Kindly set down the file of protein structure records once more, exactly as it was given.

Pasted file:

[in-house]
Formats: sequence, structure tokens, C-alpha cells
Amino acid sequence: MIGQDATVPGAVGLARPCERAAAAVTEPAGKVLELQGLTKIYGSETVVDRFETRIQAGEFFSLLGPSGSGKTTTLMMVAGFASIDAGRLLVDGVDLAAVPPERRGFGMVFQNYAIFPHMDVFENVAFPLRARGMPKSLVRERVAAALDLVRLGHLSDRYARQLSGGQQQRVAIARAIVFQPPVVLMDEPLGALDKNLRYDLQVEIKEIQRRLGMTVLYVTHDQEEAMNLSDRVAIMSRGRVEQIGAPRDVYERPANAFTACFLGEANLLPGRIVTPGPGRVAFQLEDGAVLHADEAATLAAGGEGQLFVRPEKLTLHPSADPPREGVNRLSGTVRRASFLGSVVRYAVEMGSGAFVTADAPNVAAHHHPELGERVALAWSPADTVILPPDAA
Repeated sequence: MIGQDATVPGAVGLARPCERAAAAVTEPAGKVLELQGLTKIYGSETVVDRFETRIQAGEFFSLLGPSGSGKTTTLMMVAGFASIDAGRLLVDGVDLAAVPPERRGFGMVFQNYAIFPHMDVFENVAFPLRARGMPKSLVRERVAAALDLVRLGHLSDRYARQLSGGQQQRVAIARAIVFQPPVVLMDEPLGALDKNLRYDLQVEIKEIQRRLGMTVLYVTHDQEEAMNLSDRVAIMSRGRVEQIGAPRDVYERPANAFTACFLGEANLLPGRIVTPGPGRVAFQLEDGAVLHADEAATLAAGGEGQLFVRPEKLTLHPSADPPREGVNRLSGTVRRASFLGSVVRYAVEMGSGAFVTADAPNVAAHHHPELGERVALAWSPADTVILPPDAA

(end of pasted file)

[in-house]
Formats: sequence, structure tokens, C-alpha cells
Amino acid sequence: MIGQDATVPGAVGLARPCERAAAAVTEPAGKVLELQGLTKIYGSETVVDRFETRIQAGEFFSLLGPSGSGKTTTLMMVAGFASIDAGRLLVDGVDLAAVPPERRGFGMVFQNYAIFPHMDVFENVAFPLRARGMPKSLVRERVAAALDLVRLGHLSDRYARQLSGGQQQRVAIARAIVFQPPVVLMDEPLGALDKNLRYDLQVEIKEIQRRLGMTVLYVTHDQEEAMNLSDRVAIMSRGRVEQIGAPRDVYERPANAFTACFLGEANLLPGRIVTPGPGRVAFQLEDGAVLHADEAATLAAGGEGQLFVRPEKLTLHPSADPPREGVNRLSGTVRRASFLGSVVRYAVEMGSGAFVTADAPNVAAHHHPELGERVALAWSPADTVILPPDAA
Repeated sequence: MIGQDATVPGAVGLARPCERAAAAVTEPAGKVLELQGLTKIYGSETVVDRFETRIQAGEFFSLLGPSGSGKTTTLMMVAGFASIDAGRLLVDGVDLAAVPPERRGFGMVFQNYAIFPHMDVFENVAFPLRARGMPKSLVRERVAAALDLVRLGHLSDRYARQLSGGQQQRVAIARAIVFQPPVVLMDEPLGALDKNLRYDLQVEIKEIQRRLGMTVLYVTHDQEEAMNLSDRVAIMSRGRVEQIGAPRDVYERPANAFTACFLGEANLLPGRIVTPGPGRVAFQLEDGAVLHADEAATLAAGGEGQLFVRPEKLTLHPSADPPREGVNRLSGTVRRASFLGSVVRYAVEMGSGAFVTADAPNVAAHHHPELGERVALAWSPADTVILPPDAA